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So What: Miles Davis Biography Hits Paperback

“There already exist several biographies of Miles Davis, as well as his autobiography and a memoir from his collaborator. Why then am I writing yet another Davis biography?” John Szwed writes in introduction to So What: The Life of Miles Davis. Szwed answers by saying that there is “still more to be known and a number of misunderstandings to be corrected.”

Just over 10 years after his death, there is still much room for perspective and insight into Miles Davis and his music, and So What is accessible, detailed, fresh and thoughtful. Published by Simon and Schuster in hardcover in 2002, it is now available in paperback.

Szwed offers an even-keeled and unidealized version of Davis, and makes great strides towards capturing the complexity of the man. He attacks the mythology of Miles, denying the existence of the fabled loss in a trumpet contest to an obviously inferior white boy, an event supposedly fueling Miles’ passion against discrimination. In fact, Szwed sees Miles’ childhood as “uneventful” and “archetypal.”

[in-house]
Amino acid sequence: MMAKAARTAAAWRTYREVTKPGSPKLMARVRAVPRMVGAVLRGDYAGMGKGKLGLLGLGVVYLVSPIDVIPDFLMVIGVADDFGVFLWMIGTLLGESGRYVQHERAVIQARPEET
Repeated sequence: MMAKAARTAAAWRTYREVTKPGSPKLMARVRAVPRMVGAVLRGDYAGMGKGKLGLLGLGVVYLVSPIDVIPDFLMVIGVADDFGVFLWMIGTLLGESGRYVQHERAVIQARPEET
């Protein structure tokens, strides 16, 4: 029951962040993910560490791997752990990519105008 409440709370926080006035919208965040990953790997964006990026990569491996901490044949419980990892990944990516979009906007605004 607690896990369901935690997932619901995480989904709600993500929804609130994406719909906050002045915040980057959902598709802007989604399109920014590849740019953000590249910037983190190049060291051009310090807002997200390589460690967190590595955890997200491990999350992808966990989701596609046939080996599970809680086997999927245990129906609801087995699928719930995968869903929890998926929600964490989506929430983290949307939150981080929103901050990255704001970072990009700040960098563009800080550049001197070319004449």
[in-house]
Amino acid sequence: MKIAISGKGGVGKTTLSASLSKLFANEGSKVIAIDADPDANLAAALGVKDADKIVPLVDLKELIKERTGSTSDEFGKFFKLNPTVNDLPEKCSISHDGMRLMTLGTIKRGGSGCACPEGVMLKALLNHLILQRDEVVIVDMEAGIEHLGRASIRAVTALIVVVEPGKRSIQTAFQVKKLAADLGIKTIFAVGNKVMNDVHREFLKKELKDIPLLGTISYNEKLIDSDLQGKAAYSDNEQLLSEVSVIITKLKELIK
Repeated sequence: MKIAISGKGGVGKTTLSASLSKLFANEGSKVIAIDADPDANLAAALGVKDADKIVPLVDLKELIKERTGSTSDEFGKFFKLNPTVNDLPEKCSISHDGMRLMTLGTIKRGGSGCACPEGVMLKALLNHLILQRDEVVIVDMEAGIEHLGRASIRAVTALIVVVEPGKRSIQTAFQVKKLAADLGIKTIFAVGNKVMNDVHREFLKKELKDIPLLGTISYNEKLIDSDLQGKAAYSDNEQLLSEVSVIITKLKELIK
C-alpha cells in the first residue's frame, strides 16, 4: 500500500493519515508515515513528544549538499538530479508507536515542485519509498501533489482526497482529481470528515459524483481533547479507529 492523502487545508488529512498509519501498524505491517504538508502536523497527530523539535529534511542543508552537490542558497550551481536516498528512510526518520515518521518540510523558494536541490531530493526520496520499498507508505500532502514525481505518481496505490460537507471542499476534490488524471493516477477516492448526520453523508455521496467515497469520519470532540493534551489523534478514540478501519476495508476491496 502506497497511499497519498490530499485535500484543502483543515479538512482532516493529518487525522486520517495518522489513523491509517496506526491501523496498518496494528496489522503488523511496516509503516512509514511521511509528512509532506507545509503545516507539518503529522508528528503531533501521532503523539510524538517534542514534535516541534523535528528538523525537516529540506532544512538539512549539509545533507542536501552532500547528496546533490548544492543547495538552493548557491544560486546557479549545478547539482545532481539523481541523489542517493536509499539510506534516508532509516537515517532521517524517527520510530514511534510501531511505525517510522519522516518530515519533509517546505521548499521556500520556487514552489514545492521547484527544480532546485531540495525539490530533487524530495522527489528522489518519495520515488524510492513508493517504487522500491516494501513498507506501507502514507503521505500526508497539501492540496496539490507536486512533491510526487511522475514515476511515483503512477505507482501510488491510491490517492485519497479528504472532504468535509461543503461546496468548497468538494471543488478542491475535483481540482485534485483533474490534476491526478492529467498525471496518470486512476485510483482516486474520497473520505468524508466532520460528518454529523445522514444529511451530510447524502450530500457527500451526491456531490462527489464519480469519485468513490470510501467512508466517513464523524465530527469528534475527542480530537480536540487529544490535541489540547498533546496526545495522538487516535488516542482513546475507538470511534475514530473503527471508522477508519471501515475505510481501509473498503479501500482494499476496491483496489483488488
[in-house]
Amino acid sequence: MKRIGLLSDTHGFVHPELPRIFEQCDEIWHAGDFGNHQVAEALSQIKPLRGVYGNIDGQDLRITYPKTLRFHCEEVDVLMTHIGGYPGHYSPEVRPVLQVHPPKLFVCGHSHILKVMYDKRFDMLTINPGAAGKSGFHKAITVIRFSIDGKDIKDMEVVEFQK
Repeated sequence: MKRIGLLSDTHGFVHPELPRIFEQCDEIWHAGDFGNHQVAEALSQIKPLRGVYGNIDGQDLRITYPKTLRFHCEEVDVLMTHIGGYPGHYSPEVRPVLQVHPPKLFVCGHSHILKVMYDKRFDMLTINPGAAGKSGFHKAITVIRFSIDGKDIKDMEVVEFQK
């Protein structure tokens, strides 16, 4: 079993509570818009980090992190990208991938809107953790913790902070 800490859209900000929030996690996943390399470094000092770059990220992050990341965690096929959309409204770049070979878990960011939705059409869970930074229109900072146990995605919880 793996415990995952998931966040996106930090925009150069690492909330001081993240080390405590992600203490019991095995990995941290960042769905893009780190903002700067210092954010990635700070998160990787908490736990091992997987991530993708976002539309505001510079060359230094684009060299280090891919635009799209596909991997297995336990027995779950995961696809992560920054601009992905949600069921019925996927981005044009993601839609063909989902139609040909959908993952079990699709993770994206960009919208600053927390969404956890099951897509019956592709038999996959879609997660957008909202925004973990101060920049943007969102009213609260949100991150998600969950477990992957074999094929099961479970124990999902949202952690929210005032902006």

Szwed continues, offering insight into the drug abuse, love affairs and most importantly, the music. On Miles’ refusal to acknowledge the audience, on turning his back on the audience, Szwed calls for reconsideration: “Nothing that I have seen suggests that he actually turned his back on the audience.” Szwed cites Davis’ shyness, his history of sometimes playing quieter, almost hiding within his band, as well as Miles’ aversion to looking at the audience. The author compares Davis’ three-quarter style-part facing in, part out-to contemporary theatre practice.

Szwed, a Musser Professor of Anthropology, African American Studies, Music and American Studies at Yale University, is also the author of Space Is the Place: The Lives and Times of Sun Ra, and as a result of his work was recently appointed the 2003-2004 Louis Armstrong Visiting Professor of Jazz Studies at Columbia University.

Originally Published